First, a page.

The throbbing heart and soul of a classic or performance car. The basics of how your engine work are fairly simple, but both modern and classic engines have a myriad of little details that can trap the unwary, there are also some little known amazing feats that lump of metal performs which even the keenest enthusiast may find surprising.
Mix fuel with air and set fire to it, it goes bang and expands rather fast. Now that's fine for special effects in films but doesn't push a car along. The engine converts the explosion energy into a twisting motion that can eventually, via the gearbox, drive the wheels.
It works by keeping the explosions in cylinders, usually about the size of beer cans. It is the total capacity of all the cylinders in the engine that is referred to as the engine size or capacity. So a 2 liter four cylinder engine has four cylinders of 500cc each.
The top of the cylinder is usually sealed with the cylinder head which has valves in to let air in, and some more to let exhaust gas out. The other end of the cylinder has a piston in, a circular metal plug which is pushed down by the exploding gas.
Now if that was all there was in an engine then the explosion would just launch the piston like a cannon ball, so the piston is connected to some mechanical links, exactly like a bicycle. No, really it is. When you pedal a bike, your legs move up and down, imagine your knee is the piston and your lower leg is the connecting rod (con rod) which moves the pedals which are on a simple crank, and that's how up and down is turned in to round and round.
All the cylinders, heads and crank needs to be held in place by something pretty solid, this big lump of metal is called the engine block. Some engines separate this into two bits, the cylinders in a cylinder block and the crank in a crank case, but most have it as one unit. The bottom end with the crank in is sealed off underneath with a glorified bucket called a sump, which catches all the oil running out of all the well lubricated rotating parts, the sump also has the feed pipe for the oil pump in which sucks oil out of the sump and forces it into all the rotating parts to keep them moving freely. A dry sump has extra pumps in to force the oil into a separate tank that in turn feeds the main oil pump, this ensures there is a steady flow of oil even when cornering very hard in a racing car where the oil in the sump may slop to the side and away from a conventional pick up pipe. Oil is pumped through little tunnels or galleries in the block and head which feed the crank, con rod, cams and valve stems.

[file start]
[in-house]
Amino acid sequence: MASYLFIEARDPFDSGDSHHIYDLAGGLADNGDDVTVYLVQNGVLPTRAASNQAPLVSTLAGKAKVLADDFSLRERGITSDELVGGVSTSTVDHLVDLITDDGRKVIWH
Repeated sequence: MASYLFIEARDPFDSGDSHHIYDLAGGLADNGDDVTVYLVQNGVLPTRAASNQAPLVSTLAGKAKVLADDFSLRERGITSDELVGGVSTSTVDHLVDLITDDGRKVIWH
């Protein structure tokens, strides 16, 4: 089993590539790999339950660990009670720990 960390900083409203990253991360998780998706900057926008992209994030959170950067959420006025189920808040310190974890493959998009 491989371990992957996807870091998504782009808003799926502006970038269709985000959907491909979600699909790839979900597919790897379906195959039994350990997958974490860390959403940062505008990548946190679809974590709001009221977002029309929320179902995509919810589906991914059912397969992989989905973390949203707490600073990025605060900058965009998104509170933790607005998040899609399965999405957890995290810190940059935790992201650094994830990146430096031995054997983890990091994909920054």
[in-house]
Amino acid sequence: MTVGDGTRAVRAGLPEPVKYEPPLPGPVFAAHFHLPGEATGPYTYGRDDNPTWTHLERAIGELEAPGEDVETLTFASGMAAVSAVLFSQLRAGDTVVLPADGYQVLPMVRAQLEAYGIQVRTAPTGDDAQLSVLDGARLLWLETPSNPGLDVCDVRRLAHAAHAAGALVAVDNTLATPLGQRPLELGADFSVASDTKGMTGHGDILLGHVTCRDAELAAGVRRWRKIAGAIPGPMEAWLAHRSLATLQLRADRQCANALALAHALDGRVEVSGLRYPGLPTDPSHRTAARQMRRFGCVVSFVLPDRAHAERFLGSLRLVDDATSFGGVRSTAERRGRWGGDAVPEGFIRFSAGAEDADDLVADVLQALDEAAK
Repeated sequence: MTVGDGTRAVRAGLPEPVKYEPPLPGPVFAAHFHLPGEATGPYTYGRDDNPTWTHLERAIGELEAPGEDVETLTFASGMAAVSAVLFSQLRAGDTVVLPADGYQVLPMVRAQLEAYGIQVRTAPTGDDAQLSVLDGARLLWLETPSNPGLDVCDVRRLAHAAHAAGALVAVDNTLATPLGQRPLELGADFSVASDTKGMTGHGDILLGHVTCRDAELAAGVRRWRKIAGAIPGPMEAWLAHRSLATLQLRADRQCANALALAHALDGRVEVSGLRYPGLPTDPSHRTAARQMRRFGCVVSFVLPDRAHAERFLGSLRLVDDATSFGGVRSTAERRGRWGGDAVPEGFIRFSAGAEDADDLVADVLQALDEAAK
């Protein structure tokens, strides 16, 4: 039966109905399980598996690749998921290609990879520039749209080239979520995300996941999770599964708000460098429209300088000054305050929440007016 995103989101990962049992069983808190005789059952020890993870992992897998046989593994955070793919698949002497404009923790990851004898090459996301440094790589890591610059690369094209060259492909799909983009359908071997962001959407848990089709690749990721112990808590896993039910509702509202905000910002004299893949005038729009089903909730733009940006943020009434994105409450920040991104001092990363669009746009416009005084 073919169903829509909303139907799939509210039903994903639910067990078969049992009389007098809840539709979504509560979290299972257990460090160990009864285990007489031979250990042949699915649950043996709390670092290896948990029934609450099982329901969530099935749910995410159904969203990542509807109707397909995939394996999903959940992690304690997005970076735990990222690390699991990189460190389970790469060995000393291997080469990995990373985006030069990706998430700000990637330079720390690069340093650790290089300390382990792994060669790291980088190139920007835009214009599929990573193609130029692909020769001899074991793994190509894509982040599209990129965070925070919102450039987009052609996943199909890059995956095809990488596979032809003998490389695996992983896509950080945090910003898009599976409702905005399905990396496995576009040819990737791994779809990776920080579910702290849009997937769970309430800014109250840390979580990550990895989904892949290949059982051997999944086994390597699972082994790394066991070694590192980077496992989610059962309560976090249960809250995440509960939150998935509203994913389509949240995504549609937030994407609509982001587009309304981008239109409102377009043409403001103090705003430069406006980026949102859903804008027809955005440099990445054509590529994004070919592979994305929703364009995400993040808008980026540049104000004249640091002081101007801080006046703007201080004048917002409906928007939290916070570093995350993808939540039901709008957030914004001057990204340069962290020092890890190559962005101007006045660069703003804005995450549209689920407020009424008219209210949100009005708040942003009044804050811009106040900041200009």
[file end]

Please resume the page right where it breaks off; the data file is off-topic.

Each cylinder needs a valve to let air in from the intake system, and another one to let the burnt gas out into the exhaust system. The valves are usually like the stem of a wine glass, or a penny on a stick if you prefer. The cylinder head has holes cast through it to let gas pass into and out of the cylinder, called ports. The valves are assembled into the ports so that the valve-head blocks the port off at the cylinder end. Pushing the stick part of the valve down lifts the valve-head off the valve seat in the cylinder head so that the gas can pass. It only lifts a few mm so the shape of the valve seat makes a big difference to how much flow there is.